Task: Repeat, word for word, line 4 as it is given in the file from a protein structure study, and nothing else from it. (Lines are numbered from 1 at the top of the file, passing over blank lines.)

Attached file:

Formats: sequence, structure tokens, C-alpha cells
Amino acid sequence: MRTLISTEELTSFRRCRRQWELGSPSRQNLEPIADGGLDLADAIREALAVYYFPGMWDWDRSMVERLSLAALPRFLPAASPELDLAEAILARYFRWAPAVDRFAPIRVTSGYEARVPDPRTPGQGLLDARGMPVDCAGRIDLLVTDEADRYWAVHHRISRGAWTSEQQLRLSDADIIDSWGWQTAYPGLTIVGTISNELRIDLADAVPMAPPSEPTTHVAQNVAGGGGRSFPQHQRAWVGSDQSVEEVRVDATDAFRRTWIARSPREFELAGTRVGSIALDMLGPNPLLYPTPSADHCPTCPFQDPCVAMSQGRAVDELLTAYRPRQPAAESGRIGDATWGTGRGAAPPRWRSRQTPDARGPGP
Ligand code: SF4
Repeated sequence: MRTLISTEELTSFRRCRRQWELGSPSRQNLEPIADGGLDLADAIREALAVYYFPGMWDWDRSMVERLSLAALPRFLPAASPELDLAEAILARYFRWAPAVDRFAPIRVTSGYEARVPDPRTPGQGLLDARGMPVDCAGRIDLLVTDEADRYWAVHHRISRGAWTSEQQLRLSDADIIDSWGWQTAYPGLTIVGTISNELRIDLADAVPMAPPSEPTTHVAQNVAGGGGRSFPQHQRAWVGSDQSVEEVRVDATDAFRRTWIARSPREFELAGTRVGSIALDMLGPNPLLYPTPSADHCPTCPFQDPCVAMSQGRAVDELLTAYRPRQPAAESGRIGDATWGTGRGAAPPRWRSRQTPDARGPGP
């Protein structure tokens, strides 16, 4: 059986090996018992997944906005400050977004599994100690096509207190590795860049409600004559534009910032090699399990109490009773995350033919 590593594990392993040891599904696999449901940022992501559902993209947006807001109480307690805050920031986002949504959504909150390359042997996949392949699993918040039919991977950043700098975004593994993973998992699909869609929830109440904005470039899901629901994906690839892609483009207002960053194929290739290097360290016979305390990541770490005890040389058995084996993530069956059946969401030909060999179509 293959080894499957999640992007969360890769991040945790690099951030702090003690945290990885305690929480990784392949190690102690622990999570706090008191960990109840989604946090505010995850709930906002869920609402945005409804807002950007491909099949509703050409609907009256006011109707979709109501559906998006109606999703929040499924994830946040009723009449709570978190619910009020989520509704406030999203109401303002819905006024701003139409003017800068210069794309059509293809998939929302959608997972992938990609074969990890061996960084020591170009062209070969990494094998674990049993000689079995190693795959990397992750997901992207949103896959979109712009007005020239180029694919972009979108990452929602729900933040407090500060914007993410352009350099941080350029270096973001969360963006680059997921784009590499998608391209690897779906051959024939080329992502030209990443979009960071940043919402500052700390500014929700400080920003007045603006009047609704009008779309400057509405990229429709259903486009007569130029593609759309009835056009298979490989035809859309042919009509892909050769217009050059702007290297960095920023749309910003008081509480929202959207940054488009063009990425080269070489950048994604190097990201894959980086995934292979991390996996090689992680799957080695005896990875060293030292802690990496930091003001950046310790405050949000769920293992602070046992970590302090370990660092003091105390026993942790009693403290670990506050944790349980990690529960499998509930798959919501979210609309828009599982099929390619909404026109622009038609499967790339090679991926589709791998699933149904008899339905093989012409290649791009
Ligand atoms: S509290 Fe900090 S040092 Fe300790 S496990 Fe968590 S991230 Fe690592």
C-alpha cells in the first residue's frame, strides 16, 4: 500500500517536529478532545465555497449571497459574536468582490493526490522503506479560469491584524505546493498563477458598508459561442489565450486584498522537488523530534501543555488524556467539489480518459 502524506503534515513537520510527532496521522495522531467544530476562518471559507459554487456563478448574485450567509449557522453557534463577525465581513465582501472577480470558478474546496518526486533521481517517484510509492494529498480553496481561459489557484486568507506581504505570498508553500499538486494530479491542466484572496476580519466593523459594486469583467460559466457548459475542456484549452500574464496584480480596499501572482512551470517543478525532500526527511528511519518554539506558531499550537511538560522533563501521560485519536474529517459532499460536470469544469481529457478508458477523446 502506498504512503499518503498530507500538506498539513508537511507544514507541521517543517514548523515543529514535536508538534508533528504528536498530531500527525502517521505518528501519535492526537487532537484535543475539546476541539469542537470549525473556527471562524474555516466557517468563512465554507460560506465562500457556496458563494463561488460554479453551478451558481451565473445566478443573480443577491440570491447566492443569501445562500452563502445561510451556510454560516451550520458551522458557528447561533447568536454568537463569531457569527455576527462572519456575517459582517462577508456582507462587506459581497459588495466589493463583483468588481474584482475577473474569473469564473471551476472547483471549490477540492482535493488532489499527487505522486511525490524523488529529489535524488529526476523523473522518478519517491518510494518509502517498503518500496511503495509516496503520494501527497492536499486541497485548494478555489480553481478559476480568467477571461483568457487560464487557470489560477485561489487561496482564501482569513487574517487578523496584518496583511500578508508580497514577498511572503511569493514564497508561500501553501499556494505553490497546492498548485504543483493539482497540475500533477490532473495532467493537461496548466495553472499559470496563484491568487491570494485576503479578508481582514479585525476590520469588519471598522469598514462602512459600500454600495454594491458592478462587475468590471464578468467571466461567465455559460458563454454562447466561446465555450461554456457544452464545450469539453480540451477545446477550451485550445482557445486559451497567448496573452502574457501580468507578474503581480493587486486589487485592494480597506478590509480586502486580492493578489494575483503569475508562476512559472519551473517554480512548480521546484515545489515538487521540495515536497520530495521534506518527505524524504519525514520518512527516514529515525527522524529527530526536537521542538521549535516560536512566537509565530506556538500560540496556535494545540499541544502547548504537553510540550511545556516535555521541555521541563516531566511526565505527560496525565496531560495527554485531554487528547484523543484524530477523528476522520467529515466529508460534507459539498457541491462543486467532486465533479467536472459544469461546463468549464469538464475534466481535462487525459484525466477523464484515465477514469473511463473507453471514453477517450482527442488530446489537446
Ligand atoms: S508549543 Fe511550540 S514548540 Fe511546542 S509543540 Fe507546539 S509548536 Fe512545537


Repeated sequence: MRTLISTEELTSFRRCRRQWELGSPSRQNLEPIADGGLDLADAIREALAVYYFPGMWDWDRSMVERLSLAALPRFLPAASPELDLAEAILARYFRWAPAVDRFAPIRVTSGYEARVPDPRTPGQGLLDARGMPVDCAGRIDLLVTDEADRYWAVHHRISRGAWTSEQQLRLSDADIIDSWGWQTAYPGLTIVGTISNELRIDLADAVPMAPPSEPTTHVAQNVAGGGGRSFPQHQRAWVGSDQSVEEVRVDATDAFRRTWIARSPREFELAGTRVGSIALDMLGPNPLLYPTPSADHCPTCPFQDPCVAMSQGRAVDELLTAYRPRQPAAESGRIGDATWGTGRGAAPPRWRSRQTPDARGPGP